About this Research Topic
Climate change is thought to be especially relevant to ecosystems in the cold biomes. Observed warming has been higher in cold climates through various positive feedbacks, especially declining snow and ice cover, and climate projections indicate further rapid warming in the decades to come. Temperature change can have profound impacts in cold biome ecosystems, either directly in terms of impacts on physiology or growing season length, or indirectly via changes in nutrient cycling. The regions focused on here are the (sub)arctic and the (sub)alpine areas, both characterized by short growing seasons and low annual temperatures, but with different radiation environments depending on latitude.
Climate change can have impacts in all seasons. Increased spring temperatures can accelerate snowmelt, leading to an earlier onset of the growing season, while warmer summers may stimulate primary productivity through temperatures closer to metabolic optima and/or increased mineralization rates. Winter warming can lead to the vegetation being damaged because of exposure to harsh frost without insulating snow cover. In all of this, concurrent changes in precipitation also play an important role: increased snowfall can buffer warming-induced advances in snowmelt, a higher ratio of rain to snow can greatly accelerate snowmelt in winter and spring, and summer drought may reverse growth-stimulation by warming directly (drought stress) or indirectly (e.g. impaired nutrient uptake). Micro-climate is crucial in these systems and requires particular attention as it can vary widely across the landscape, creating different growing environments in the space of a few meters or even less.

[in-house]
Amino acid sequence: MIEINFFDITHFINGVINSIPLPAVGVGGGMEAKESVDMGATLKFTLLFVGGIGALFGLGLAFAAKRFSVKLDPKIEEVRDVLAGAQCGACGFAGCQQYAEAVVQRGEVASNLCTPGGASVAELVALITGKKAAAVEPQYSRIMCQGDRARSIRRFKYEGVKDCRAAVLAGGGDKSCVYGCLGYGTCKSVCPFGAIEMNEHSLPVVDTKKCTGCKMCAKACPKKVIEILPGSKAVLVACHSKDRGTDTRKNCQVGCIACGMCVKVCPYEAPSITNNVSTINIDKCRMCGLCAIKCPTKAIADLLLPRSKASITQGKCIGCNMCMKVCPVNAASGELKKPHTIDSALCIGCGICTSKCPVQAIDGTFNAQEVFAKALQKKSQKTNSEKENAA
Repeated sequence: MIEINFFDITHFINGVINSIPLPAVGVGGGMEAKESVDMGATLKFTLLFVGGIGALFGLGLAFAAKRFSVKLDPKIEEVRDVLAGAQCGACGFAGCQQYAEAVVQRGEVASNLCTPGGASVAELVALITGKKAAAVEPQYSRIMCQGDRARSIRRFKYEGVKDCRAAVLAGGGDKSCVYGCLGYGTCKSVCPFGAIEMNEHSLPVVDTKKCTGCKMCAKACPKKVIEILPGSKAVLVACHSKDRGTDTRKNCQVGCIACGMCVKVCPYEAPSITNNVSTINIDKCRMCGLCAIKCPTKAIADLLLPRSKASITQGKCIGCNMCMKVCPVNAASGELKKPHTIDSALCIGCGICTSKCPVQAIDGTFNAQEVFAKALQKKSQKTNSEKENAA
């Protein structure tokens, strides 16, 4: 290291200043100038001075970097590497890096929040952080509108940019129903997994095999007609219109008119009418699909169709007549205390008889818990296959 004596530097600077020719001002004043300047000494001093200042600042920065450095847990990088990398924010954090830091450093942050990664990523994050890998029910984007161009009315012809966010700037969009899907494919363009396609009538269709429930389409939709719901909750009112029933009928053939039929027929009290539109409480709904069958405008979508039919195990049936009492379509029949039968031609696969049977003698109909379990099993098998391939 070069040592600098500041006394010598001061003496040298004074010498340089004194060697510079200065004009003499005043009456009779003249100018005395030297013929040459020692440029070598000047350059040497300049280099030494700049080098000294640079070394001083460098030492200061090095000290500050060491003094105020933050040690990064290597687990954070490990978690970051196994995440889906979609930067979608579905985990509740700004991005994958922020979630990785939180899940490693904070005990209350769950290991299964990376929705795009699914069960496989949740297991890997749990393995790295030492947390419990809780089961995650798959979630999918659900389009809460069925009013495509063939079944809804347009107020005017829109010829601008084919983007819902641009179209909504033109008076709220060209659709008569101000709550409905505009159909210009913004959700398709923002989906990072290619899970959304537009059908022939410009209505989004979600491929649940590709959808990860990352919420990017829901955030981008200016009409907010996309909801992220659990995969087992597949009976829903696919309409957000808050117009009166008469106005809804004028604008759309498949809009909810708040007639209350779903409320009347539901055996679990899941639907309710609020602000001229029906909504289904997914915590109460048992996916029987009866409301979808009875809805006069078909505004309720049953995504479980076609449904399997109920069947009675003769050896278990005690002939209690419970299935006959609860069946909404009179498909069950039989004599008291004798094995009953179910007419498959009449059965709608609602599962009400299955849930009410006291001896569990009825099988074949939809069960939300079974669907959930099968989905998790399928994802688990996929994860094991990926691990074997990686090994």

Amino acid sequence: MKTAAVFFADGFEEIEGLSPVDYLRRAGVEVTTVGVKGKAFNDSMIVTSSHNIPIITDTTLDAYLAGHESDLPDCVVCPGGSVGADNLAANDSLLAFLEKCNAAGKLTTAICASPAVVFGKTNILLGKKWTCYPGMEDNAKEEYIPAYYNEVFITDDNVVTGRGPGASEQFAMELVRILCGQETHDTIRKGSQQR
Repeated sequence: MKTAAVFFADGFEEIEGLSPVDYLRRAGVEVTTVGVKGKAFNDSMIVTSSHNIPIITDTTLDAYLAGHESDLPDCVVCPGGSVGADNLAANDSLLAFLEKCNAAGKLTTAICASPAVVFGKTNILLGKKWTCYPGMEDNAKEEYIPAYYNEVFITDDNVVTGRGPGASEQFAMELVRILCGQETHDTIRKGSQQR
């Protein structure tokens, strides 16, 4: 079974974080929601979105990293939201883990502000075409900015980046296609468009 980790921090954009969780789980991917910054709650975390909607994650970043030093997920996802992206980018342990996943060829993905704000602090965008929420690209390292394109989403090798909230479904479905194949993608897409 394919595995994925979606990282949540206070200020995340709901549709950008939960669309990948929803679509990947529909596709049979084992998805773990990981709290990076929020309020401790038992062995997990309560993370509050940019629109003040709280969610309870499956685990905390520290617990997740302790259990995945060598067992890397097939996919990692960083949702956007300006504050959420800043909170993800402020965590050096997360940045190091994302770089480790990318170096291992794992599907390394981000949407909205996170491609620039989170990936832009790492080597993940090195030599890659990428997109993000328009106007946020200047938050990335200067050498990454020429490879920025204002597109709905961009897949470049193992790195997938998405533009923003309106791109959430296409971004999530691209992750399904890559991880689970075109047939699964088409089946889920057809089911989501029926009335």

Interest in cold region responses to climate change does not only arise from the fact that they harbor unique ecosystems that may be endangered, but also because they store large amounts of carbon that may be released under climate change. However, research is challenging because of the remoteness of many of these areas and the harsh conditions during much of the year. In spite of this, some studies have been carried out over an extensive period, spanning decades and yielding information on for example plant community reorganization (including invasions), and changes in phenology above- and/or belowground. Other studies focus on shorter term effects, such as impacts of heat waves, late frosts or other anomalous weather, including longer term (after-) effects that may differ drastically from other regions because of the short growing season in cold climates. Ultimately, models are used to predict future changes in vegetation along latitudinal or altitudinal gradients, although phenology and microclimatic variation may pose particular challenges.
Contributions to this Research Topic have to focus on climate change, including changes in the mean (e.g. gradual warming) and variability (e.g. heat waves, altered precipitation distribution) in cold biomes. Studies may report on observed changes or events, or they can look into experimentally imposed environmental changes. Modeling approaches will also be considered. Finally, we encourage submissions from various disciplines, including phenology, soil and vegetation science and biogeochemistry, as the aim of this Research Topic is to provide a comprehensive overview of observed and expected responses to climate change in cold biome ecosystems.
Keywords: Climate Change, Alpine, Arctic, Ecosystem Functioning, Vegetation Dynamics
Important Note: All contributions to this Research Topic must be within the scope of the section and journal to which they are submitted, as defined in their mission statements. Frontiers reserves the right to guide an out-of-scope manuscript to a more suitable section or journal at any stage of peer review.